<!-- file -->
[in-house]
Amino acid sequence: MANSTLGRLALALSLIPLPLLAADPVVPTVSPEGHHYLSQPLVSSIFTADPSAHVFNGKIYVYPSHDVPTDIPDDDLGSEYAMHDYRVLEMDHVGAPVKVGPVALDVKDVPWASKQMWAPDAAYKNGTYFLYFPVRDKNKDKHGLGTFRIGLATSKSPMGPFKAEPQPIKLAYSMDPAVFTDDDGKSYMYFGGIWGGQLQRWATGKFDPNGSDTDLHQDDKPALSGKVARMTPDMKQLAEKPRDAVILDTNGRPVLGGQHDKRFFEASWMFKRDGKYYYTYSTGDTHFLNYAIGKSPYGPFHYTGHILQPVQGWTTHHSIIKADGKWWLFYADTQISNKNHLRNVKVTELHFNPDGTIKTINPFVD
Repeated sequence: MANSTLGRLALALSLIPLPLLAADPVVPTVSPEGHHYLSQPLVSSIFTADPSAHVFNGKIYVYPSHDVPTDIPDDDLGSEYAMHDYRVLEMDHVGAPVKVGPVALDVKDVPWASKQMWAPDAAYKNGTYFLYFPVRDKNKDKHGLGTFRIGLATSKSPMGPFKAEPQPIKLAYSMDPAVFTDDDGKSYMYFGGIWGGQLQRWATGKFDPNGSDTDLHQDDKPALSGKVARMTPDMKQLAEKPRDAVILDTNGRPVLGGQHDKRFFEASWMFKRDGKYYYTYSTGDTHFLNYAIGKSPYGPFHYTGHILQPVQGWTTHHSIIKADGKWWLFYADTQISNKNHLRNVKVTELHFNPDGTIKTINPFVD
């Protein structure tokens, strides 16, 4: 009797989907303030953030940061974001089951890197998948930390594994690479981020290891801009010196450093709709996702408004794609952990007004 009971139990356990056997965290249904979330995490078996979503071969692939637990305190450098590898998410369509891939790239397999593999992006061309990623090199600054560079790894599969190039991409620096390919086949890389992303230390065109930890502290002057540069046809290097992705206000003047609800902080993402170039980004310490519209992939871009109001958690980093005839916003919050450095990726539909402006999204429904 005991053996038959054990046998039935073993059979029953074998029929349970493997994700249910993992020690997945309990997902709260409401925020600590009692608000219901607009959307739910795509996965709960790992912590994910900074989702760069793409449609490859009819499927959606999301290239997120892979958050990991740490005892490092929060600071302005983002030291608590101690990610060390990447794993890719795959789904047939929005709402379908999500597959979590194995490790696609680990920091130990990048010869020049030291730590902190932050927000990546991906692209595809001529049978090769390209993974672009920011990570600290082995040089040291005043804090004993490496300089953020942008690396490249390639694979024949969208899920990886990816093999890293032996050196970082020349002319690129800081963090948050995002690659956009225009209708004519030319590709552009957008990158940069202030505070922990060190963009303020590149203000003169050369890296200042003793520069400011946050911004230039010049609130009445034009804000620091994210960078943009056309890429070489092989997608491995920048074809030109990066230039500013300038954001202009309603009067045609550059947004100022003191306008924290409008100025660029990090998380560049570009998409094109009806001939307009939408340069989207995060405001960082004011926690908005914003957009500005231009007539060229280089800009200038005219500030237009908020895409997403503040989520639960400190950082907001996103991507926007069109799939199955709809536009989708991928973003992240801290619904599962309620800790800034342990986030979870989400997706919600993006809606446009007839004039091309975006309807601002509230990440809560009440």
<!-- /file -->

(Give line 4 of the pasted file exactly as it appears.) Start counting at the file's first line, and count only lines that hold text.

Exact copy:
């Protein structure tokens, strides 16, 4: 009797989907303030953030940061974001089951890197998948930390594994690479981020290891801009010196450093709709996702408004794609952990007004 009971139990356990056997965290249904979330995490078996979503071969692939637990305190450098590898998410369509891939790239397999593999992006061309990623090199600054560079790894599969190039991409620096390919086949890389992303230390065109930890502290002057540069046809290097992705206000003047609800902080993402170039980004310490519209992939871009109001958690980093005839916003919050450095990726539909402006999204429904 005991053996038959054990046998039935073993059979029953074998029929349970493997994700249910993992020690997945309990997902709260409401925020600590009692608000219901607009959307739910795509996965709960790992912590994910900074989702760069793409449609490859009819499927959606999301290239997120892979958050990991740490005892490092929060600071302005983002030291608590101690990610060390990447794993890719795959789904047939929005709402379908999500597959979590194995490790696609680990920091130990990048010869020049030291730590902190932050927000990546991906692209595809001529049978090769390209993974672009920011990570600290082995040089040291005043804090004993490496300089953020942008690396490249390639694979024949969208899920990886990816093999890293032996050196970082020349002319690129800081963090948050995002690659956009225009209708004519030319590709552009957008990158940069202030505070922990060190963009303020590149203000003169050369890296200042003793520069400011946050911004230039010049609130009445034009804000620091994210960078943009056309890429070489092989997608491995920048074809030109990066230039500013300038954001202009309603009067045609550059947004100022003191306008924290409008100025660029990090998380560049570009998409094109009806001939307009939408340069989207995060405001960082004011926690908005914003957009500005231009007539060229280089800009200038005219500030237009908020895409997403503040989520639960400190950082907001996103991507926007069109799939199955709809536009989708991928973003992240801290619904599962309620800790800034342990986030979870989400997706919600993006809606446009007839004039091309975006309807601002509230990440809560009440």